While you might first think of books, newspapers, and journal articles as go-to sources for academic assignments, YouTube provides a wealth of informative, easily accessible videos. Yes, there is questionable content, but the site is also filled with educational channels, snippets from evening news programs, and even full-length documentaries on a range of interesting and scholarly subjects.
Since YouTube has a ton of information, citing a video retrieved from YouTube might seem more difficult than citing a book. But the process is fairly simple—and we’ve put together this helpful guide on how to cite a YouTube video using MLA format, APA format, and Chicago style.
If you’ve previously cited a video from another website, you’re in luck: The process for citing a video from YouTube is basically the same. To provide an example, we’ve cited a video from the CrashCourse YouTube channel—run by “Fault in Our Stars” author John Green—that offers educational videos on a slew of topics, including history, chemistry, and psychology. This particular video is about the US Constitution, the Articles, and Federalism. We’ve laid out how to cite the video in MLA format, APA format, and Chicago style.
Last name, First name (of the individual who posted the content) OR the name of the company OR the username. “Title of the Video.” Title of the Website, Name of the Publisher that uploaded the video (only include if it differs from the author or title), Date it was uploaded, URL.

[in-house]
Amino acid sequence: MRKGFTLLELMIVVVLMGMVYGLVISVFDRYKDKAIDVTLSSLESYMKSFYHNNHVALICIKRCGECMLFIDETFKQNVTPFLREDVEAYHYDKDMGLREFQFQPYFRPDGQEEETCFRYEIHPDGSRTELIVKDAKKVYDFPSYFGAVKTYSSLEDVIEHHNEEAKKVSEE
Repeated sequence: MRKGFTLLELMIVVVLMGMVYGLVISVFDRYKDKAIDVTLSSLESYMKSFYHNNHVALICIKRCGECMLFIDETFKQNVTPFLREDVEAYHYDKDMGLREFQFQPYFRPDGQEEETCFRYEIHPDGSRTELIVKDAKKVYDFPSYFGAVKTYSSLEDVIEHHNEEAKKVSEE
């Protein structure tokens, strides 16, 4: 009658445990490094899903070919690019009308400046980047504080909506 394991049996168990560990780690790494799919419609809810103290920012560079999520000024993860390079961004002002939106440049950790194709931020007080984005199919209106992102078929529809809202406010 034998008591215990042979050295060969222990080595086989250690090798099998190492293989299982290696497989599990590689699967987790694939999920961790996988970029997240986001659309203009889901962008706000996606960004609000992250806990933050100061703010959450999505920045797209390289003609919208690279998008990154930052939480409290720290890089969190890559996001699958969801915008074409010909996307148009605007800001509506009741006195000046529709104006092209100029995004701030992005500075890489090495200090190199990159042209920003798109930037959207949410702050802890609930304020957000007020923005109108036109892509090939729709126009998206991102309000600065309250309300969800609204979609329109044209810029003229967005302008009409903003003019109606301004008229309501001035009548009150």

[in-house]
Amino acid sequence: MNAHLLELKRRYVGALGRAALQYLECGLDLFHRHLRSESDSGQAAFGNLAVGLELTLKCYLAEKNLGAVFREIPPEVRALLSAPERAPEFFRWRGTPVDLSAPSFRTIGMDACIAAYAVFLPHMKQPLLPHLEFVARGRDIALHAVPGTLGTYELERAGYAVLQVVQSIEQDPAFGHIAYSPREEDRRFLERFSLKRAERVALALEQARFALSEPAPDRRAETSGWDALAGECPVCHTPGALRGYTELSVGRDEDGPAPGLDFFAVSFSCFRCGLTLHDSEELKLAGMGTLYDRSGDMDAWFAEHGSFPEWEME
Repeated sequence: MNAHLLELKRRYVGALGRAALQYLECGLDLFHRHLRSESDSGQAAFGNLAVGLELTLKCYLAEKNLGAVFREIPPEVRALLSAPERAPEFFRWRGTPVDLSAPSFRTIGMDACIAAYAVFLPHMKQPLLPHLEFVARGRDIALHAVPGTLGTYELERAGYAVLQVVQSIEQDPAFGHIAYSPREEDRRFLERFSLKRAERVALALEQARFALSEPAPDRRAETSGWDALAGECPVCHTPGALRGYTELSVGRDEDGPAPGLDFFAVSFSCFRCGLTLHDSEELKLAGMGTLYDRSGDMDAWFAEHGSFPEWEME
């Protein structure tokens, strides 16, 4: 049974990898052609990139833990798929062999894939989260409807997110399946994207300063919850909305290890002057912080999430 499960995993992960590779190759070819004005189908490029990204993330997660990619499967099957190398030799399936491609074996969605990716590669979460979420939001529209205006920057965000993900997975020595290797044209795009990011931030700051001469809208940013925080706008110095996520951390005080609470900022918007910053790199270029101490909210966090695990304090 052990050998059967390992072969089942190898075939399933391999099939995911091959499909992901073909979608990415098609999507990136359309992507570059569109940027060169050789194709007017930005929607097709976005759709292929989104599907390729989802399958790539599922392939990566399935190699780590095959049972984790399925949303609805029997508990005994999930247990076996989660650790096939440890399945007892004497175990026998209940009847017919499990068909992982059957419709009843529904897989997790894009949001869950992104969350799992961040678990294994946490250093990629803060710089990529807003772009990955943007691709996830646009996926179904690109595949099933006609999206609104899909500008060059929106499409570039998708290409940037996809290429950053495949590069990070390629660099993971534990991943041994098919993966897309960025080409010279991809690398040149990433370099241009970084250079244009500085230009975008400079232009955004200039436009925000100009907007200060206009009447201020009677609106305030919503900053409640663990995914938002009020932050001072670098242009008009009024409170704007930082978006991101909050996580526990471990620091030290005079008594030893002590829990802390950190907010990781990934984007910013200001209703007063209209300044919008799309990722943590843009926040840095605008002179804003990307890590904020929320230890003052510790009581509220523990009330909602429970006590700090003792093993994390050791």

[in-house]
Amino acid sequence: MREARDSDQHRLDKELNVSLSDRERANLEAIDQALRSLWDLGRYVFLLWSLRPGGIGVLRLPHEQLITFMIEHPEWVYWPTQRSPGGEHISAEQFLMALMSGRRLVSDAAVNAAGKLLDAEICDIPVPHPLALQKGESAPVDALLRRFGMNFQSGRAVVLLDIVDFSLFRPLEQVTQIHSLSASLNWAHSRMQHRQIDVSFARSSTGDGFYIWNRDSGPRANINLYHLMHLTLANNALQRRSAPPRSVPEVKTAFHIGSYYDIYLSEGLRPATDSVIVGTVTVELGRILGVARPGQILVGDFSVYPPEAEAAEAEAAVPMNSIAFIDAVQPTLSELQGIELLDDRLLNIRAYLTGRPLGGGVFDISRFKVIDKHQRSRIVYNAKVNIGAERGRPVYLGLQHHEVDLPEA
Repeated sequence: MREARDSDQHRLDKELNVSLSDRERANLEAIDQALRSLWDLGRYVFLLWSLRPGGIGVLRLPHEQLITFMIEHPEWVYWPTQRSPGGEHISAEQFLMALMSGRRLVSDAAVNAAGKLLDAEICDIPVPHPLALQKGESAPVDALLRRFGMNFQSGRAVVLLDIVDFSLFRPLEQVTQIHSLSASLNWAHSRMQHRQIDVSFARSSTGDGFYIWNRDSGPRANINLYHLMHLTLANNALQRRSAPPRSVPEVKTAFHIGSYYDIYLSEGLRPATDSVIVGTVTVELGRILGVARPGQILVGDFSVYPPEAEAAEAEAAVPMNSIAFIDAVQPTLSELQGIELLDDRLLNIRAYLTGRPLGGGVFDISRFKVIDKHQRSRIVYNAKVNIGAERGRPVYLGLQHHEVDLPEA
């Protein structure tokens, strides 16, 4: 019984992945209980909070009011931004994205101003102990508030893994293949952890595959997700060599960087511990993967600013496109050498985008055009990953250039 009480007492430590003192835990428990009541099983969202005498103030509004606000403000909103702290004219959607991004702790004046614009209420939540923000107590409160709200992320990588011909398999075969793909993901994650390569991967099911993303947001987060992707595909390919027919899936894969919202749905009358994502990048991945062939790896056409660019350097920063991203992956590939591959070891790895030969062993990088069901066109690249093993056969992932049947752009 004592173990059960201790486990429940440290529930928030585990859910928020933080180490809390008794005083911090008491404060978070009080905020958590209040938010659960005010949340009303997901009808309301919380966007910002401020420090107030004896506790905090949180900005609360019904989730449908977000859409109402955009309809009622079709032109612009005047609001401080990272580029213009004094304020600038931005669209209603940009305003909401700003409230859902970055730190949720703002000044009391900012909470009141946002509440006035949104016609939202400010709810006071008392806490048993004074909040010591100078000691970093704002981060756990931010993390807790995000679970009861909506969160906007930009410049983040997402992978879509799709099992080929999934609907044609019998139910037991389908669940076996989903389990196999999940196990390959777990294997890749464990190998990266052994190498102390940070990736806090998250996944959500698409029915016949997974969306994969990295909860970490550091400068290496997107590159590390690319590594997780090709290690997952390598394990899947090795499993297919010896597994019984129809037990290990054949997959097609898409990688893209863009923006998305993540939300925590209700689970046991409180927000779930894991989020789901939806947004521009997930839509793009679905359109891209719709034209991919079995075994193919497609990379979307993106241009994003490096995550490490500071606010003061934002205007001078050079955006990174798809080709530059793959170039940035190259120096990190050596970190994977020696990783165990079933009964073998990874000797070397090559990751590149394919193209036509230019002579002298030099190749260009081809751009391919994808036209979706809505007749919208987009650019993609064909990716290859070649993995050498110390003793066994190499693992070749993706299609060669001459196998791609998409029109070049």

Here’s how the above example would be cited in MLA 9:
CrashCourse. “The Constitution, the Articles, and Federalism: Crash Course US History #8.” YouTube, 21 Mar. 2013, youtu.be/bO7FQsCcbD8.
If you need help with in-text and parenthetical citations, CitationMachine.net can help. Our MLA citation generator is simple and easy to use!
Name of the Account OR Last Name, First initial of uploader [YouTube Account Name]. (Year, Month Day it was posted). Title of the video [Video]. YouTube. URL
Here’s how the above example would be cited in APA:
CrashCourse. (2013, March 21). The Constitution, the Articles, and Federalism: Crash course in US History #8 [Video]. YouTube. https://youtu.be/bO7FQsCcbD8
Last name, First name of the individual or the company who posted the content. “Title of Video.” YouTube video, length. Date published. URL.
Here’s how the above example would be cited in Chicago:
CrashCourse. “The Constitution, the Articles, and Federalism: Crash Course in US History #8.” YouTube video, 13:03. March 21, 2013. https://youtu.be/bO7FQsCcbD8
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